For all its routine and formal trappings, Parliament remains a crucial engine of our democracy. And lots of its workings—votes, speeches, committees—take place in the open. This independent, non-governmental site aims to make some of that information more easily accessible.

Behind the curtain

Hi. I'm Michael. (You can reach me via e-mail.) This site is a volunteer, spare-time effort of mine. I built it because I think Parliament's goings-on are important—alternately fascinating, boring, and depressing, but important—and because I believe that public information should be meaningfully public, which today means shareable and computer-readable.

In building the site, I had no shortage of inspirations. In particular, does wonderful things in the UK, and there are similar sites around the world. Thanks also to How'd They Vote, Canada's OG Hansard scraper.

Some history

This site was launched in 2010. I was a computer programmer with time on my hands, I wanted to know what my MP had been doing in the House and, short of laboriously going through every day's voluminous transcripts by hand, Parliament’s dated and hard to use site wouldn’t tell me.

So I launched Open Parliament in order to quench my own curiosity, to push Parliament to do better, and to promote the idea of open data. Open data—the idea that the information governments hold is most useful when free for sharing and reuse, not locked up—was something almost nobody in government cared about then. I couldn't get access to Parliament’ data files, so I painstakingly recreated them from their website via a wobbly tower of rules—if it's a 14-pixel font, it's probably a person's name, as long as it's not within a table and it doesn't contain the words The, Some, One, or An, or Assistant—that took many days and more frustration to get right.

In the years since 2010, lots has changed for the better. The public now has access to many of Parliament’s data files. Most politicians and civil servants are aware of the idea of open data, and government data is far more easily available. And, now and then spurred on by this humble site, Parliament’s own site has improved by leaps and bounds, to the point that it’s now a better resource than Open Parliament for most people. And for those who prefer the way this site presents the goings-on of the House, I’m happy to keep it running, and to continue sharing my work in the hope that others will continue to benefit from it.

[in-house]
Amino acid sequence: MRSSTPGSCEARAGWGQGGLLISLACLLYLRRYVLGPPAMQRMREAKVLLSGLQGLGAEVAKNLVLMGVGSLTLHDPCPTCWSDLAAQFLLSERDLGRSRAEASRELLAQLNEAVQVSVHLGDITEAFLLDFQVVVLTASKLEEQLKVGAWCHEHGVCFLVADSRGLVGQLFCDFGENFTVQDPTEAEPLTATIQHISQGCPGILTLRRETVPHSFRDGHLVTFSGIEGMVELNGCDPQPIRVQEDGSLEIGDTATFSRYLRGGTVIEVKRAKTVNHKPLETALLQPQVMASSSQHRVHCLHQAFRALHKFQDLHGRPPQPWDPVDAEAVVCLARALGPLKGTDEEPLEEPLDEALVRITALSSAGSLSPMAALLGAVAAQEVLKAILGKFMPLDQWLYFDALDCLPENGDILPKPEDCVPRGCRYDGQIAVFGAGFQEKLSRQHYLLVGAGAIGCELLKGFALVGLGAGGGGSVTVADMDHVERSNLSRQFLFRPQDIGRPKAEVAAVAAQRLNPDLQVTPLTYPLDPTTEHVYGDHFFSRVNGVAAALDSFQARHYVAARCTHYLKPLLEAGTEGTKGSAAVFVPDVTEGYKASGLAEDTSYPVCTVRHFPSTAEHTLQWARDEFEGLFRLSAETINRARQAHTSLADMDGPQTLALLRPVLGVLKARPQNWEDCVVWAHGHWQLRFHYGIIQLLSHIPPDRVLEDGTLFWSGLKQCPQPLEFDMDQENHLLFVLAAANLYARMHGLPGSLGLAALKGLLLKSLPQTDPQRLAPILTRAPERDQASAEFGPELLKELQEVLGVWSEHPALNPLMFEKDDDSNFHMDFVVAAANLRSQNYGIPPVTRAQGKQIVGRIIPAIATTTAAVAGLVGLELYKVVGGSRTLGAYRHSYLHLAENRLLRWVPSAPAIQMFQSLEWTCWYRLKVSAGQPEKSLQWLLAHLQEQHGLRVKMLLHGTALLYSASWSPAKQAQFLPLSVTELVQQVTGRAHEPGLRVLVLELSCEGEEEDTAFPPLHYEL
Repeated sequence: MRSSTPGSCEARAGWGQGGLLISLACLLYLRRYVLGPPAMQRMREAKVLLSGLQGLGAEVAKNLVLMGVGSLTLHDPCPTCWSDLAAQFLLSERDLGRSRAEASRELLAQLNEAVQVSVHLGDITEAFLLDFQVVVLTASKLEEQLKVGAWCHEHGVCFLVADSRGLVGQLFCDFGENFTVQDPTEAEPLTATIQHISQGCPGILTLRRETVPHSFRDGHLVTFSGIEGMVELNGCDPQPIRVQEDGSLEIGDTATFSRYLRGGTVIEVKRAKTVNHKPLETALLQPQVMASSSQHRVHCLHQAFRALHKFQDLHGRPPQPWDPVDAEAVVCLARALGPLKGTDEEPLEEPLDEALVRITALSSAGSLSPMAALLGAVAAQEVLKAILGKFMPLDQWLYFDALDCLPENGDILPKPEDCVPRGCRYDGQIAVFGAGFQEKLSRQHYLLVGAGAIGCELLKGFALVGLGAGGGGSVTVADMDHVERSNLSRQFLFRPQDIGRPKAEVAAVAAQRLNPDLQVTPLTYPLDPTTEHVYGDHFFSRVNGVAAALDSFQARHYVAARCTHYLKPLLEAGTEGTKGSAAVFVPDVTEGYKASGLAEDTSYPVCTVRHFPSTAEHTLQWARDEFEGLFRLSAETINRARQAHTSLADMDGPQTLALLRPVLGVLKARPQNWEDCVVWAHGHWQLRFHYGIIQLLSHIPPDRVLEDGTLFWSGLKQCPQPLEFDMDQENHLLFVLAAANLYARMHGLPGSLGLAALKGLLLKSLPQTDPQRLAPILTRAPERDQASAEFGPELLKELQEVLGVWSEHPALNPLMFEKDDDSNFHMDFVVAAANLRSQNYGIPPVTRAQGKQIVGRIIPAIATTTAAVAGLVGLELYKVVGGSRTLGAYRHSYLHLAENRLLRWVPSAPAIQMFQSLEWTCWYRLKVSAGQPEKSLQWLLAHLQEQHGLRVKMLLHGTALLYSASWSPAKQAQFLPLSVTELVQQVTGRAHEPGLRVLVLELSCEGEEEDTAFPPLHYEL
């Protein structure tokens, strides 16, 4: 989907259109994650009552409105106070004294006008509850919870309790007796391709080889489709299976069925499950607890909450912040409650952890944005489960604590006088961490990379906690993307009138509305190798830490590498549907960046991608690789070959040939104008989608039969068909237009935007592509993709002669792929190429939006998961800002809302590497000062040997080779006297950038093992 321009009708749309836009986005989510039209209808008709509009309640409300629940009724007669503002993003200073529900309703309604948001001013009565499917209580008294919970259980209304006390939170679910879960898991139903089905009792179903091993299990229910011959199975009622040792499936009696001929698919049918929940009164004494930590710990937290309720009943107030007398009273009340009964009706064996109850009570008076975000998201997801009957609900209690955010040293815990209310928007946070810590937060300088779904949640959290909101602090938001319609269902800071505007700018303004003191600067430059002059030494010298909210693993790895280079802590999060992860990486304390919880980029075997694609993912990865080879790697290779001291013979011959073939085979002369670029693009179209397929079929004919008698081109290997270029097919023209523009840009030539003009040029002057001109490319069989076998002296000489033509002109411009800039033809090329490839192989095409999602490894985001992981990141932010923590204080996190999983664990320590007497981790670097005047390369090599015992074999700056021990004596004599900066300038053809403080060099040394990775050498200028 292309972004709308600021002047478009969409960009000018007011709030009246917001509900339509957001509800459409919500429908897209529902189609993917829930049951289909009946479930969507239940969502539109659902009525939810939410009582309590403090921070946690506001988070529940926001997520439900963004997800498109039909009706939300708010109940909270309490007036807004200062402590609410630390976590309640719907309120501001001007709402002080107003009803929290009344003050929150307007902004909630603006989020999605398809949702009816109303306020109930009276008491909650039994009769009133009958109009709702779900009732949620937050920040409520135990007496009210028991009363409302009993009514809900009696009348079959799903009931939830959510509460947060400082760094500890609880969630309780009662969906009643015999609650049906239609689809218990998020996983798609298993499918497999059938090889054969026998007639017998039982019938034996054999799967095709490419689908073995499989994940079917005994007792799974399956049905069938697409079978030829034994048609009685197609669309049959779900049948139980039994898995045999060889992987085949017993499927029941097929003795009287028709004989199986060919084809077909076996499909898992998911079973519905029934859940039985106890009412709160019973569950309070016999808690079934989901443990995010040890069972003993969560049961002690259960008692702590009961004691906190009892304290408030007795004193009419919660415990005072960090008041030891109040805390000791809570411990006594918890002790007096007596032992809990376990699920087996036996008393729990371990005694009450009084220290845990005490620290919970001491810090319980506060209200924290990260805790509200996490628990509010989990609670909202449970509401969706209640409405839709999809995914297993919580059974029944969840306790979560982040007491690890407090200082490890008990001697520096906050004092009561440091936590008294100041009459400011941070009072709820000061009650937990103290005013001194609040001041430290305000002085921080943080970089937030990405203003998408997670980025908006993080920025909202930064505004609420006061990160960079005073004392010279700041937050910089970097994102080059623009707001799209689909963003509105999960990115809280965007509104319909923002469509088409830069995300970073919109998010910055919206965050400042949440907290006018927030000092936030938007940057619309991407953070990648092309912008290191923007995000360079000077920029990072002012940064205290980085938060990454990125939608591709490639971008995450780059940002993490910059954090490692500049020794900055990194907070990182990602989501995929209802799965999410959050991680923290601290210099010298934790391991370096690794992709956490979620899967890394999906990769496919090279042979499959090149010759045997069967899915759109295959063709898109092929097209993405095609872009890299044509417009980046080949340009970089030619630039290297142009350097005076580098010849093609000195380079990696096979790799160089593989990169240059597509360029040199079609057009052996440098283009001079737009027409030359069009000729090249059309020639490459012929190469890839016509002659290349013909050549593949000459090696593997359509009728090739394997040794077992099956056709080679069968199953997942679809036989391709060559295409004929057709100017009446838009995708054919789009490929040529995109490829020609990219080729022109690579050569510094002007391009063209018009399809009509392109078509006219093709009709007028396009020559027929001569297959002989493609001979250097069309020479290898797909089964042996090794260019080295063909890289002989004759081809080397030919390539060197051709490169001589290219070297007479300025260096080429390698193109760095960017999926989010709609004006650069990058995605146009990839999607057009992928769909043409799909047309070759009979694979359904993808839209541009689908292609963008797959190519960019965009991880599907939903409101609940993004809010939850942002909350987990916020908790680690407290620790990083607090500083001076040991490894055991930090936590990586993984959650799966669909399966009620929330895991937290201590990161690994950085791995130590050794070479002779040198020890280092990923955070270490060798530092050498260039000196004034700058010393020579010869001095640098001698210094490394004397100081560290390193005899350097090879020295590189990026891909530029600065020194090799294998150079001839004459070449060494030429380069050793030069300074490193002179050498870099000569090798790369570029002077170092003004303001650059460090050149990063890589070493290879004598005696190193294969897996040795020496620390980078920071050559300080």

Feedback & Contact

I'm not an MP, and I don't work for the government. If you want to get in touch with your MP, find their page on this site (try the search box in the upper right), then click the Contact link on the left side of their page. Please don't contact me for help with government problems or to express general political opinions.

Questions and comments related to this site are very welcome, though! You can take a look at a feedback forum or send me an email.

Pitch in

Here's how you can help.


This site is free software. We run on Python and Django. If you notice a bug or want to add functionality, patches are wonderful things. Reports and suggestions should go to our feedback forum, or e-mail. I've listed some ideas for projects. You're also very much encouraged to build your own projects on top of our code and data. We have a bare-bones API for Hansard transcripts, and I'm happy to add requested API functionality.

Graphic/Interface Designers

Design is crucial to making information accessible. This site is my amateur effort; suggestions and contributions are deeply welcome.


Send suggestions and problem reports via our feedback forum or e-mail. Use our data. And encourage your representatives and communities to support open data.